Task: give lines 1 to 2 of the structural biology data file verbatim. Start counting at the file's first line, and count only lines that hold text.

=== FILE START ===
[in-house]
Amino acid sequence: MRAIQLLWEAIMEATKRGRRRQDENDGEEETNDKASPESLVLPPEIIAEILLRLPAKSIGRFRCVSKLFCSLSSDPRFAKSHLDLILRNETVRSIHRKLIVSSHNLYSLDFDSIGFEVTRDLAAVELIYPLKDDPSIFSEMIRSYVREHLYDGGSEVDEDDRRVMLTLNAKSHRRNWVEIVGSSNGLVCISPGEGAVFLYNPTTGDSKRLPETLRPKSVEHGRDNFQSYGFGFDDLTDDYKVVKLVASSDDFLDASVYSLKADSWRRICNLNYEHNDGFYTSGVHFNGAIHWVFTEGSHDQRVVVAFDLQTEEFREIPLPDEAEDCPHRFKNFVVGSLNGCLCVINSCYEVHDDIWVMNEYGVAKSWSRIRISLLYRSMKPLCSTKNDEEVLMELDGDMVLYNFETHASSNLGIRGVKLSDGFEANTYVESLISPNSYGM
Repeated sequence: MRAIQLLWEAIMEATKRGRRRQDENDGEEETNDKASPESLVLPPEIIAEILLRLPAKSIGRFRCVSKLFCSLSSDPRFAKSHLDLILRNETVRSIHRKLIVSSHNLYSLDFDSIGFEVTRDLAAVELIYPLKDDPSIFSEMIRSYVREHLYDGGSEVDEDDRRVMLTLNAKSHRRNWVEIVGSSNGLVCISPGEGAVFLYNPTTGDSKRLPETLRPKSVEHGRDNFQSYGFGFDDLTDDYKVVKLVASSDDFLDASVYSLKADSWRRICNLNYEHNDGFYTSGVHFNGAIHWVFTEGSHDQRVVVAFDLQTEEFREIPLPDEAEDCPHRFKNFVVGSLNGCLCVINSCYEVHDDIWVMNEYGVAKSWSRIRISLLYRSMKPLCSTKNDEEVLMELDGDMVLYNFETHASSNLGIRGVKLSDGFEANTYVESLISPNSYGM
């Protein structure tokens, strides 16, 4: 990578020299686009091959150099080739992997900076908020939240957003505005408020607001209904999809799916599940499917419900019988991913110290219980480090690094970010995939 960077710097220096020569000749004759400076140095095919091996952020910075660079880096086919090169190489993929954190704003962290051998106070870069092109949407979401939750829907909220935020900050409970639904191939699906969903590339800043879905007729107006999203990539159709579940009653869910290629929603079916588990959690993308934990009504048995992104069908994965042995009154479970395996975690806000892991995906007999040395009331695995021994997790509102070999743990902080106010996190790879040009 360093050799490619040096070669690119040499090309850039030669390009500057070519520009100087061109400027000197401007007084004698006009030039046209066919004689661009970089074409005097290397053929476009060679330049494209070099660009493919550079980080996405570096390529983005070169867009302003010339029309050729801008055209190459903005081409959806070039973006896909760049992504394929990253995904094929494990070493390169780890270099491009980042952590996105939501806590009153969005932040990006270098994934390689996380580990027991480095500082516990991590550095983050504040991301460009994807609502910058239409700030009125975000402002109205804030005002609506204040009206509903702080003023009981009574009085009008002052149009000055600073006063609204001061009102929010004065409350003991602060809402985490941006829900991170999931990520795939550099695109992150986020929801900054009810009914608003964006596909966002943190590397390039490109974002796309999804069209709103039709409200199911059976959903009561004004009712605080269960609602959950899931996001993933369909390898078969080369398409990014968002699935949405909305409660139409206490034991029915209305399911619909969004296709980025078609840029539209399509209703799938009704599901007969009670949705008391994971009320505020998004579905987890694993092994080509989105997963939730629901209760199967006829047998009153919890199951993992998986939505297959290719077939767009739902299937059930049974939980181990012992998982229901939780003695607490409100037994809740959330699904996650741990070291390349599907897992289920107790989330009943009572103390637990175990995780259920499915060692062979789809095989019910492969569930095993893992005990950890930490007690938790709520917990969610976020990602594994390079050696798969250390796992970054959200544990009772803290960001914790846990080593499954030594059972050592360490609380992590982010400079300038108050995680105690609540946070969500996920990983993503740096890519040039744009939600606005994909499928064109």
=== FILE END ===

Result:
[in-house]
Amino acid sequence: MRAIQLLWEAIMEATKRGRRRQDENDGEEETNDKASPESLVLPPEIIAEILLRLPAKSIGRFRCVSKLFCSLSSDPRFAKSHLDLILRNETVRSIHRKLIVSSHNLYSLDFDSIGFEVTRDLAAVELIYPLKDDPSIFSEMIRSYVREHLYDGGSEVDEDDRRVMLTLNAKSHRRNWVEIVGSSNGLVCISPGEGAVFLYNPTTGDSKRLPETLRPKSVEHGRDNFQSYGFGFDDLTDDYKVVKLVASSDDFLDASVYSLKADSWRRICNLNYEHNDGFYTSGVHFNGAIHWVFTEGSHDQRVVVAFDLQTEEFREIPLPDEAEDCPHRFKNFVVGSLNGCLCVINSCYEVHDDIWVMNEYGVAKSWSRIRISLLYRSMKPLCSTKNDEEVLMELDGDMVLYNFETHASSNLGIRGVKLSDGFEANTYVESLISPNSYGM